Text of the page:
September 2018

Turning farming into fortune

Like many other farmers in Vidarbha, Gajanan and Subhash were also facing a financial crunch. Their economic conditions began improving after the Trusts intervened through the Sukhi Baliraja Initiative (SBI), and introduced them to sustainable agriculture practices

Gajanan produced six tonnes of ash gourd within a span of four months with a profit of Rs19,390

Gajanan Mahadevrao Dhaskat, a farmer in Shendola village of the region, used to cultivate crops like cotton, soya bean and red gram with a few returns. When asked about his situation, he says, “Since ages, my family had been practising conventional farming. But I began realising that if I wanted my profits to increase, I had to switch to sustainable farming techniques involving fewer inputs and more of technology and innovation.” Around this time, Perfect Harvest Farmer Producer Company Limited, formed under Sukhi Baliraja Initiative (SBI), introduced the farmers in his village to ash gourd farming. The idea was to help them increase their profits. Through meetings and discussions, a few farmers agreed to plant ash gourd on a trial basis, and Gajanan was one of them.

Advocating the ash gourd farming , Gajanan explains, “The SBI team informed me about the high yielding property and commercial value of this vegetable. Hence, I decided to try and cultivate it on one acre of my land. The first step was to make beds and provide fertiliser as per the pre-determined model. After few days of cultivation, I also undertook weed management.” In addition to this, Gajanan followed the recommended practices on fertilizer, water management and pest management as directed by the agriculture experts who visited the fields regularly. As a result, he produced around six tonnes of ash gourd within a span of four months. The total expenditure incurred was Rs12,200, with a profit of Rs19,390. Today, Shendola village stands as a perfect example of taking a remarkable step forward towards innovation, diversification, and sustainable agriculture.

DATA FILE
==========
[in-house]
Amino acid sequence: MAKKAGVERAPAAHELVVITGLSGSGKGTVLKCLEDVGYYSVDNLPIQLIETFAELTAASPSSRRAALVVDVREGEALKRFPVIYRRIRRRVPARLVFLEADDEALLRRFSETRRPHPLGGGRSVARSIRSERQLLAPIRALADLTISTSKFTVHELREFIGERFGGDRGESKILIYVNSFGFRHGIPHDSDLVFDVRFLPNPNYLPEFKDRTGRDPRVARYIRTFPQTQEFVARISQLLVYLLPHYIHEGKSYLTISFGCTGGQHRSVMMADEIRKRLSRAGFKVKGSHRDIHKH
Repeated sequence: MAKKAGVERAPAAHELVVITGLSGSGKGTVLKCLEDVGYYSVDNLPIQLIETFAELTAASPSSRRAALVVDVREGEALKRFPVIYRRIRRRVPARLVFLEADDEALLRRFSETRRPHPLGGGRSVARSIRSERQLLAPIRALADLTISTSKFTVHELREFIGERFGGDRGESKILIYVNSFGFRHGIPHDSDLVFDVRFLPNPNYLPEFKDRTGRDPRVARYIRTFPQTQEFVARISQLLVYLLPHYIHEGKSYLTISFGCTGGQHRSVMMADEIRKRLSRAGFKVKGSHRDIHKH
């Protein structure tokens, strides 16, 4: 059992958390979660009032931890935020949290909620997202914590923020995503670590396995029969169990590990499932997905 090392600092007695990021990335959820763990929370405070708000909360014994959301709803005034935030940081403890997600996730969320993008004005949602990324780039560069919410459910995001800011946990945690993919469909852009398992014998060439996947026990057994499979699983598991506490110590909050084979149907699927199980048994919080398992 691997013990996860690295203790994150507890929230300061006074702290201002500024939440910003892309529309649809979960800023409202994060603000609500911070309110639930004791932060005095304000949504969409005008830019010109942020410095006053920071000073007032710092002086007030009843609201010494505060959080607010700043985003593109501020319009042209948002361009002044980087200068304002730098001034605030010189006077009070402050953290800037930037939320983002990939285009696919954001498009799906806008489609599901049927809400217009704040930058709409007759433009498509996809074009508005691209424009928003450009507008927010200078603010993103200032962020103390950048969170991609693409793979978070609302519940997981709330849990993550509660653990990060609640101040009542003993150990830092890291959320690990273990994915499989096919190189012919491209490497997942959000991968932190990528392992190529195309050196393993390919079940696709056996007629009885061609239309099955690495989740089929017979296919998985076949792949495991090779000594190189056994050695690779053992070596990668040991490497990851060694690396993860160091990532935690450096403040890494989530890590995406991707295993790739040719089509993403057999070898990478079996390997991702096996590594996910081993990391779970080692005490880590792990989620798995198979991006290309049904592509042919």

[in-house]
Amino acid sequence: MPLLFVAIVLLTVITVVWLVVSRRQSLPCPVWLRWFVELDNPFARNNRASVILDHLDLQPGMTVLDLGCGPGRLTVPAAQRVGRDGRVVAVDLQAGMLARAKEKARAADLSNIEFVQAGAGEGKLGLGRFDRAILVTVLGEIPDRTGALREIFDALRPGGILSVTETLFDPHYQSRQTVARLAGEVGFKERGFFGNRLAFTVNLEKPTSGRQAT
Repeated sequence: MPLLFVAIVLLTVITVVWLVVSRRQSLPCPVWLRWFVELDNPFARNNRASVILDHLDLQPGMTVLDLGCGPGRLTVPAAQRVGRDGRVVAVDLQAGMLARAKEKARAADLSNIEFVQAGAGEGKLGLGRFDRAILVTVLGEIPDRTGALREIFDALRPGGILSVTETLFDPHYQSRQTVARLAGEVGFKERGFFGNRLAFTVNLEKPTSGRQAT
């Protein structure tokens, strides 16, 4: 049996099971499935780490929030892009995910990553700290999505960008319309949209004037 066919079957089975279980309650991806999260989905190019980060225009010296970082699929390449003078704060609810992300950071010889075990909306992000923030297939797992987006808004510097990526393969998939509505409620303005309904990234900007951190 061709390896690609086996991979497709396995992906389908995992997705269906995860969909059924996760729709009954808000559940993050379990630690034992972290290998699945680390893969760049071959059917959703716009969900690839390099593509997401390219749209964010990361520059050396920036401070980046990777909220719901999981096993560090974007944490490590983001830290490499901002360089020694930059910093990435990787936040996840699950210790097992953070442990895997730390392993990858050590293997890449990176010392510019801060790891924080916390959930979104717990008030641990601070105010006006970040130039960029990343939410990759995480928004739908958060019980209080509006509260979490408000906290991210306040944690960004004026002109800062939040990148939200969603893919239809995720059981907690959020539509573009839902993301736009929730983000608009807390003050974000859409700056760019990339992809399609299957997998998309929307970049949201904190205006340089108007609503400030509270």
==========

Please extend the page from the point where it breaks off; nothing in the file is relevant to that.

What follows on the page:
Similarly, SBI’s intervention has helped the farmers earn more profits in other villages too. Subhash Babarao Dhangar belongs to a farming household in Fattapur village of Vidarbha region. He has inherited five acres of farmland on which he cultivates cotton, soya bean and red gram. Talking about his farming business, Subhash shares, “For the last 10 years, I had been farming with the same conventional ways like my father. However, in the end, I used to be left with no profit as the input cost was quite high. I realised that I will have to invest more in the farm and therefore, I laid pipes for drip irrigation on three acres of land. Despite this, I earned a meagre profit of Rs20,000 which was not sufficient to support my family and other agriculture needs.”

With sustainable agriculture practices, Subhash produces one and half times more cotton as compared to conventional farming methods

Subhash’s story was no different from that of any other farmer. The input cost in conventional farming is so high that the farmers are barely left with any profits. In 2015, the Trusts covered their village and chose 10 farmers, including Subhash, to work on a pilot basis. The SBI team conducted field camps, appointed a Krishidoot and held meetings with the farmers. They were trained on adopting sustainable agriculture practices which subsequently helped them reduce the input cost. Through the SBI team, Subhash learned about soil testing, seed treatment and pest management which were significant for cotton cultivation. His farm was selected as a demo plot where cotton was cultivated using all these methods. He happily shares, “The timely guidance from Krishidoot proved to very useful. There are around 60-70 cotton balls on each of my cotton plants, which means one and a half times rise in the produce. I will always be indebted to Tata Trusts for introducing me to sustainable agriculture practices.”

The Ner cluster, comprising of 34 villages in the region’s Yavatmal district, has also benefitted from SBI’s comprehensive livelihood sustainability programme. The villages have benefitted through the Trusts’ interventions like integrated pest management, community-based microfinance, rain water harvesting , and market development and linkages.